Catholics in Portugal want an inclusive church that does not discriminate against the children of non-traditional families, such as homosexuals, unmarried couples or divorcees, a Vatican-sponsored questionnaire on family-related issues has found, the Portuguese Episcopal Conference (CEP) announced on Thursday.
“The cases of families that are not in line with canonical norms are presented as pastoral challenges so that the Church is ever more, like its founder Jesus Christ, welcoming and inclusive, making its way towards the goal of the Christian ideal, with the demand that it be merciful,” according to a document on the survey’s results sent to Lusa by the CEP.
According to the document, the findings were “particularly marked” that “there must not be any kind of discrimination in relation to the children of couples who are not in line with ecclesiastical norms, rather they must receive special attention and welcome that also involves the parents.”
The questionnaire was returned by “a great variety of people” including some non-Catholics, despite its being a complex undertaking comprising dozens of questions, the CEP said. The Lisbon patriarchate alone received more than 13,000 responses, many of them online.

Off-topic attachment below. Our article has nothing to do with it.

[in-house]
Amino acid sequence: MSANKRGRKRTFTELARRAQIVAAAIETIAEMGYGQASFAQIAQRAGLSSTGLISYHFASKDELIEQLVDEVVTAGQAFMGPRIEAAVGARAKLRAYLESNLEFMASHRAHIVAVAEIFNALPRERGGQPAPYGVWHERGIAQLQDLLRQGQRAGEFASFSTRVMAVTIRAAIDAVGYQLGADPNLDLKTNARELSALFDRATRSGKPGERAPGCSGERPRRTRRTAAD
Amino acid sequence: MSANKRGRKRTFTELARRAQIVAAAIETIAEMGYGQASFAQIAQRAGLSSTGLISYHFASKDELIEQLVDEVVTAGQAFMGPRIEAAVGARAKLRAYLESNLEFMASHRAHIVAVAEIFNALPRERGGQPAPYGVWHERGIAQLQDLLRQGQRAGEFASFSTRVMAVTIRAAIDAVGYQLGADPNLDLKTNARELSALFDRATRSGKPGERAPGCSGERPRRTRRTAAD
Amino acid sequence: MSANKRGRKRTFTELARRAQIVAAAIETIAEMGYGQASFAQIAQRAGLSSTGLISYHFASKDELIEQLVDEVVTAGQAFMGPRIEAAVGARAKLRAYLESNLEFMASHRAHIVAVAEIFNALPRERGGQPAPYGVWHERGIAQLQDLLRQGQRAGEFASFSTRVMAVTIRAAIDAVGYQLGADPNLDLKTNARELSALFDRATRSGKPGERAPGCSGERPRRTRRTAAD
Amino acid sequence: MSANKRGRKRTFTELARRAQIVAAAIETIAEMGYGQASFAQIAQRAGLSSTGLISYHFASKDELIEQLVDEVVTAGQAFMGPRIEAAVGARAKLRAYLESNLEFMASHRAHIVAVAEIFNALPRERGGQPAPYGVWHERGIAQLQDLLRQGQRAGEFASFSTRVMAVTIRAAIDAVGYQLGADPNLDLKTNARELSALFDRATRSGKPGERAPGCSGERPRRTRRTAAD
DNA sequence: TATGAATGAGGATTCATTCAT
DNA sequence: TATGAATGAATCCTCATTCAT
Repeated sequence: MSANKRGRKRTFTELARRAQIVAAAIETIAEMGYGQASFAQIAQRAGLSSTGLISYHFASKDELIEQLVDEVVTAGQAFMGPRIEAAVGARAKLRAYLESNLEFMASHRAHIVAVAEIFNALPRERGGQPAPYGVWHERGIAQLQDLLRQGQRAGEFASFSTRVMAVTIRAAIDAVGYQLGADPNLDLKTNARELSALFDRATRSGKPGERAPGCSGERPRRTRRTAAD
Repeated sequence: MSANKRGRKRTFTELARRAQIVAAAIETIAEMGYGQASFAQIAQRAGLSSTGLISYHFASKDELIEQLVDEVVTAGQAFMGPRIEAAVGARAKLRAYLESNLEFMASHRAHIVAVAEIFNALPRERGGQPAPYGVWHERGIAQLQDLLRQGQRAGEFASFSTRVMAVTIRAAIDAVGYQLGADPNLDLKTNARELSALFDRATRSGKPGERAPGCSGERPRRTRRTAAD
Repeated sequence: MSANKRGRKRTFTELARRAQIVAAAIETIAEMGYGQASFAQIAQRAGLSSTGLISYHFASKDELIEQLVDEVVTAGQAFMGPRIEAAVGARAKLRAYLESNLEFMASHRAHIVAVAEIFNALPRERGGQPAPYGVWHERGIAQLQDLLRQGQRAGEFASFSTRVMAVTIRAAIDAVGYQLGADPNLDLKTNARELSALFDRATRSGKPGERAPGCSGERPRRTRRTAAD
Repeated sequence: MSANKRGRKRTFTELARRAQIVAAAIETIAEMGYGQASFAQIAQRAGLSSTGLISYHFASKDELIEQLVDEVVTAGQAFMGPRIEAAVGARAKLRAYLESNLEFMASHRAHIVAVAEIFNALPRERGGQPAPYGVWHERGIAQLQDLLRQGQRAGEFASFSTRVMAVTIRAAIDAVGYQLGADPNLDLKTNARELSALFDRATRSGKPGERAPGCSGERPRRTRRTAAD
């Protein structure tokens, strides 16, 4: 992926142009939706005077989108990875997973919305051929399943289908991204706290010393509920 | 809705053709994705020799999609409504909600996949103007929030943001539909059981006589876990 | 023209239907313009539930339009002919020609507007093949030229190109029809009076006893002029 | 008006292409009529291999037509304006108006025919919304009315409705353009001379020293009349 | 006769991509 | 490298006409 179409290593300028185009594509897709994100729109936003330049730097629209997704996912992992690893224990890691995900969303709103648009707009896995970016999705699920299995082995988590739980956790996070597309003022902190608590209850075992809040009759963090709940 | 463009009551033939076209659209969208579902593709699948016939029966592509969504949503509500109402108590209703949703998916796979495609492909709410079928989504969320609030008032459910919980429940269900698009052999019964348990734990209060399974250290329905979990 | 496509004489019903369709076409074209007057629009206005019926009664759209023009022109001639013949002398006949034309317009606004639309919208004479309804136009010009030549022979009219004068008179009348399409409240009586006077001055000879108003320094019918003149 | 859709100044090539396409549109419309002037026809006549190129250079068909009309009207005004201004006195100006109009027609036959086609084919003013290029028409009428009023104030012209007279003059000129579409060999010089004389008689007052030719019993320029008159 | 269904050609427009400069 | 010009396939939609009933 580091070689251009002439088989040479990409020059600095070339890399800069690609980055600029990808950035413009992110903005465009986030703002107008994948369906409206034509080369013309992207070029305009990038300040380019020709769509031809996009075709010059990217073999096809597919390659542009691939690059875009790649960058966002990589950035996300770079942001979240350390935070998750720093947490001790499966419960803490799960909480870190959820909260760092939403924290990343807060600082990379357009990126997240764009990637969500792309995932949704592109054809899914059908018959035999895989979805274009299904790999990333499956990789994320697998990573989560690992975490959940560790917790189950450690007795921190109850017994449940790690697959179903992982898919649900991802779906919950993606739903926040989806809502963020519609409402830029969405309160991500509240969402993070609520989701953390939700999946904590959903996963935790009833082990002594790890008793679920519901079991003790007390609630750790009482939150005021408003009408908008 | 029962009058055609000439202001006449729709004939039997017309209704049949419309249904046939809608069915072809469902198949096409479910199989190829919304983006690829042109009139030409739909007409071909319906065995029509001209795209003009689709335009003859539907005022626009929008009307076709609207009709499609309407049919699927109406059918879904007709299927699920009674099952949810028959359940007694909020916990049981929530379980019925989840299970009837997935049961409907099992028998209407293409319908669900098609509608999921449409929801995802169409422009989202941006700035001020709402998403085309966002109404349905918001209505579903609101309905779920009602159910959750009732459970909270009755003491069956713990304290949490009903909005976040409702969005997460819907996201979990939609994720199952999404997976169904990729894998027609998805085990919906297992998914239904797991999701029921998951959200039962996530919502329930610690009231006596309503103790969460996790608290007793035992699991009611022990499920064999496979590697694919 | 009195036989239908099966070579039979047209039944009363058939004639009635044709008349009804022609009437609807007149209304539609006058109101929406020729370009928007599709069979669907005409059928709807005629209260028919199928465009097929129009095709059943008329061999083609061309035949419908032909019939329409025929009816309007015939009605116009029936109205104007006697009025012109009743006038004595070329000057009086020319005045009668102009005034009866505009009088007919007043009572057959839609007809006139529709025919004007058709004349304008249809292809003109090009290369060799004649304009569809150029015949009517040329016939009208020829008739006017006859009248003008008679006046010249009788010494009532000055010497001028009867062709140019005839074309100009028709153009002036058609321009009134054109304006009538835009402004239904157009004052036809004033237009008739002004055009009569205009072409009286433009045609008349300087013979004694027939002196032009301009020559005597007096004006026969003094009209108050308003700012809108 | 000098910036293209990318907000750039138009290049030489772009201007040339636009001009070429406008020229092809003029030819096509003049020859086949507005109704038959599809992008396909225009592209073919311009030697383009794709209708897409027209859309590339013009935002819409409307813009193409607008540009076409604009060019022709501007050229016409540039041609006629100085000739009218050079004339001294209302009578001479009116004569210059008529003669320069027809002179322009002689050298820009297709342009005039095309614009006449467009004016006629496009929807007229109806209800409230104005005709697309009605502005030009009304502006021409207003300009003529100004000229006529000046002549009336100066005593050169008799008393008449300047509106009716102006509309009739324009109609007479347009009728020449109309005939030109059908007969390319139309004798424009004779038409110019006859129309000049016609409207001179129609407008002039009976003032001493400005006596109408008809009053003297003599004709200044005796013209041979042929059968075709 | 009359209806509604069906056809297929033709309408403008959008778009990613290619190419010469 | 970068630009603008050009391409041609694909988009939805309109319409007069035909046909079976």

The replies show that people were pleased that ordinary Catholics were being consulted, rather than just the hierarchy, and that the questionnaire dealt “with realism” with “the families of today, just as they are”, according to the CEP.
Results from dioceses around the country were collated and then summarized and sent to Rome at the end of last month.
The Vatican sent the questionnaire out to episcopal conferences around the world in November. The results are to be used in preparing an extraordinary general assembly of the Synod of Bishops, an advisory body for the Pope, that is to take place in Rome in October, with the theme of ‘The pastoral challenges of the family in the context of evangelization’.